15.374 free online archives of articles

From: by way of Willard McCarty (willard@lists.village.Virginia.EDU)
Date: Sat Nov 17 2001 - 06:02:53 EST

  • Next message: by way of Willard McCarty: "15.373 conferences"

                   Humanist Discussion Group, Vol. 15, No. 374.
           Centre for Computing in the Humanities, King's College London

             Date: Sat, 17 Nov 2001 10:59:16 +0000
             From: Stevan Harnad <harnad@COGPRINTS.SOTON.AC.UK>
             Subject: Re: HighWire Press's Free Online Archive

    [The following forwarded with thanks to the Electronic Journal Publishing

    > On Fri, 16 Nov 2001, Peter Suber wrote:
    > > * HighWire Press is now the world's largest free online archive of
    > > in the life sciences and overall second only on to the NASA's
    > > Data System. HighWire now hosts 100 journals that provide free online
    > > access to their full-texts, including back issues, and it recently
    > > its 330,000th free online article.

    P.S. HighWire is not second only to the NASA archive. The NECI
    Scientific Literature Digital Library http://citeseer.nj.nec.com/cs
    (which describes itself as "Earth's largest free full-text index of
    scientific literature"), though it too may not be the largest, is,
    with 500,000+ free online articles in computer science, bigger than
    HighWire's free online collection.

    But no one should be crowing about being the biggest while the
    more (and perhaps much more) than at least 2 million articles
    that appear EVERY YEAR in the world's 20,000 refereed journals
    are still far from free online.


    All the totals mentioned are just cumulative totals across the years.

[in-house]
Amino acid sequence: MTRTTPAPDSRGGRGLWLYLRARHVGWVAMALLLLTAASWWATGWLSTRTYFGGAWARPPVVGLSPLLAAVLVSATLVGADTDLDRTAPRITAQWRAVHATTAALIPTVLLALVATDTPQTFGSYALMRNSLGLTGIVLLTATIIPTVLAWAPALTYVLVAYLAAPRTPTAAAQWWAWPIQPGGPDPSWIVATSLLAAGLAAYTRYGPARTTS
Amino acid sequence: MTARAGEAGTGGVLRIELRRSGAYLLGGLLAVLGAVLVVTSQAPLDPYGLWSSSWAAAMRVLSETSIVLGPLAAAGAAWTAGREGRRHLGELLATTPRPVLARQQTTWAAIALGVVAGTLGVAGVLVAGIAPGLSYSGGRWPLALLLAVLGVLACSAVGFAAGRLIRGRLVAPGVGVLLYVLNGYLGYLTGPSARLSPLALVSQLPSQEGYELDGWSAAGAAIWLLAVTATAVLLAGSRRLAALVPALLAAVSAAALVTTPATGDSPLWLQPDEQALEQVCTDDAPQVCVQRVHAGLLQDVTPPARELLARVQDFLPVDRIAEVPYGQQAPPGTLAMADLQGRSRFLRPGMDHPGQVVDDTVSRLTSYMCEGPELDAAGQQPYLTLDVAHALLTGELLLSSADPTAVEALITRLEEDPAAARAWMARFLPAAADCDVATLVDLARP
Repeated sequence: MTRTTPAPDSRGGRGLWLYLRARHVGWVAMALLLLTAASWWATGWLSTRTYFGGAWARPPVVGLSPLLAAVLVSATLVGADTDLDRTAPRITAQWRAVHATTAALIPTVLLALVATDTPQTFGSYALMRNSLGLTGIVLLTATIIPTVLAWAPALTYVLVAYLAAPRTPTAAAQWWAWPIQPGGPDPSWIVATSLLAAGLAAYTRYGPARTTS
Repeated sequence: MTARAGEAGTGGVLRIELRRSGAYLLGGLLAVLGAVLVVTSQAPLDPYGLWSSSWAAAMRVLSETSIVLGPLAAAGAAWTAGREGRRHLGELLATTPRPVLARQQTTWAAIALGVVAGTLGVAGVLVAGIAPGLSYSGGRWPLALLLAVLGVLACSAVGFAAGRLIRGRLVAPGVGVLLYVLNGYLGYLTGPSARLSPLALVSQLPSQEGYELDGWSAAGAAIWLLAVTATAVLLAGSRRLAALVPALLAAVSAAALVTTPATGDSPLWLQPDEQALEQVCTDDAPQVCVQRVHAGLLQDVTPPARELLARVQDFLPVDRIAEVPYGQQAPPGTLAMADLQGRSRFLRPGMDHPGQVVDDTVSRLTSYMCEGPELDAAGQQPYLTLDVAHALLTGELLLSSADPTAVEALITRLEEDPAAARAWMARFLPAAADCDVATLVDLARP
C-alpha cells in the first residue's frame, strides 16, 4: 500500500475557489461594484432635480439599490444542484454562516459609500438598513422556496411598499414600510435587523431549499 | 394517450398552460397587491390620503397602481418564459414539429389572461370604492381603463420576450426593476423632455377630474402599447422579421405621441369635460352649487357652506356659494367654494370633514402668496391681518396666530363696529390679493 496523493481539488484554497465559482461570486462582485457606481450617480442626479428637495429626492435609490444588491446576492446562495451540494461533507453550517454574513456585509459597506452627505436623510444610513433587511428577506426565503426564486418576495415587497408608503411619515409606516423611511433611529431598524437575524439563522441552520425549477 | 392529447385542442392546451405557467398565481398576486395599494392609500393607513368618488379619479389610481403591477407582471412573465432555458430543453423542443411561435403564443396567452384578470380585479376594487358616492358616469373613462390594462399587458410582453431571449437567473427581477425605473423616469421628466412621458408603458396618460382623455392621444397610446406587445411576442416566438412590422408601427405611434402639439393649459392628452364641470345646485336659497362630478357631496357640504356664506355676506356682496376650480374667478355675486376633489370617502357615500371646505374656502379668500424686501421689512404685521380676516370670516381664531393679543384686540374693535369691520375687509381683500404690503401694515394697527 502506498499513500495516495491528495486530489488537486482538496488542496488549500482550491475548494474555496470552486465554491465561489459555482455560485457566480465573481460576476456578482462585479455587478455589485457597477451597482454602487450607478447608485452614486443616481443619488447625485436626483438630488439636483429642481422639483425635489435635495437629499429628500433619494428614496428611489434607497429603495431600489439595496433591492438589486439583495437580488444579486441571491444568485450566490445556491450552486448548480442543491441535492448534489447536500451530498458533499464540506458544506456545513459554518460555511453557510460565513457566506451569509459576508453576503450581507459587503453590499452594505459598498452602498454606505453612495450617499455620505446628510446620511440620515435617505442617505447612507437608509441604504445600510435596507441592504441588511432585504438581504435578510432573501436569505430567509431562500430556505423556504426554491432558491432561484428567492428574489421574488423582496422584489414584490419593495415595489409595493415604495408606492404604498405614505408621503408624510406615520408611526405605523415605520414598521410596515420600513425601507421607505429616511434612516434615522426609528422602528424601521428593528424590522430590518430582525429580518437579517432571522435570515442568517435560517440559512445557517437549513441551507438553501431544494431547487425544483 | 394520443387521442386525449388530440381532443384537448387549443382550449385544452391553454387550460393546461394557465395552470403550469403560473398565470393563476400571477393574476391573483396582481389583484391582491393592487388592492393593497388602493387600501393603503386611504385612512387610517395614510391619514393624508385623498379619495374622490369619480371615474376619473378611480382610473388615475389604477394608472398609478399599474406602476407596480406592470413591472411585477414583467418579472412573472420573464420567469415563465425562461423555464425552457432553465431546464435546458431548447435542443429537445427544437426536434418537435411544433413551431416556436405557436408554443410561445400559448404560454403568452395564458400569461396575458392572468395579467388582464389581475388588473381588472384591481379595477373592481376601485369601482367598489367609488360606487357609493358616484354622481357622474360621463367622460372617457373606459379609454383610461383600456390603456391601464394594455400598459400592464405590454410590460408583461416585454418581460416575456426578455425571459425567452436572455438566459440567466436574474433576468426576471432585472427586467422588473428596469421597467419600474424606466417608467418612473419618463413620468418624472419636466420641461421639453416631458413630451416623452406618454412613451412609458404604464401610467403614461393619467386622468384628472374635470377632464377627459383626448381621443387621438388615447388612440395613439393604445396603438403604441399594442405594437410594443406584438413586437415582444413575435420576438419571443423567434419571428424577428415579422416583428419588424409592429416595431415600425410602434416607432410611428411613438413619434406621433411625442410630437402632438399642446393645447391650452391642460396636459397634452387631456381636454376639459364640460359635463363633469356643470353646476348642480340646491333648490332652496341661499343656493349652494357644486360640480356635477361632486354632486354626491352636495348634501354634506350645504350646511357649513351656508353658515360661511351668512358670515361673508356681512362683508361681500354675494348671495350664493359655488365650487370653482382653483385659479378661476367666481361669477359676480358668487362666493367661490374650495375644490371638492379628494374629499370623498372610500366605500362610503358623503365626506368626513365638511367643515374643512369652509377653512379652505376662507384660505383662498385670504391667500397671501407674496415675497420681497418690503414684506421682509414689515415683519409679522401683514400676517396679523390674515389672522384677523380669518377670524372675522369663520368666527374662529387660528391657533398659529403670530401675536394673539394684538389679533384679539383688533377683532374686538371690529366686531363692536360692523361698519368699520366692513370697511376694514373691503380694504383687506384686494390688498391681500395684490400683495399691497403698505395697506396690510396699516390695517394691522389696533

The Physics Archive [http://arxiv.org], for example, has over 150,000
    articles, but cumulated across 10 years! At that rate, even for this
    most advanced of all the self-archiving disciplines, the year 2011 will
    be the first in which ALL the articles published in physics that
    year will be accessible for free for all:



    This is why institution-based self-archiving now needs to be vigorously
    supported and promoted to fast-forward us all to the optimal and
    inevitable for research and researchers.

          Harnad, S. (2001) The Self-Archiving Initiative. Nature 410: 1024-1025
          Nature WebDebates version:
          Fuller version:
          The Author/Institution Self-Archiving Initiative to Free the Refereed
          Research Literature Online.

    All interested parties are invited to join the international discussion
    on this (in 3 languages!) currently going on from Nov 15 - Nov 30 at:

    Stevan Harnad

    NOTE: A complete archive of the ongoing discussion of providing free
    access to the refereed journal literature online is available at the
    American Scientist September Forum (98 & 99 & 00 & 01):


    You may join the list at the amsci site.

    Discussion can be posted to:


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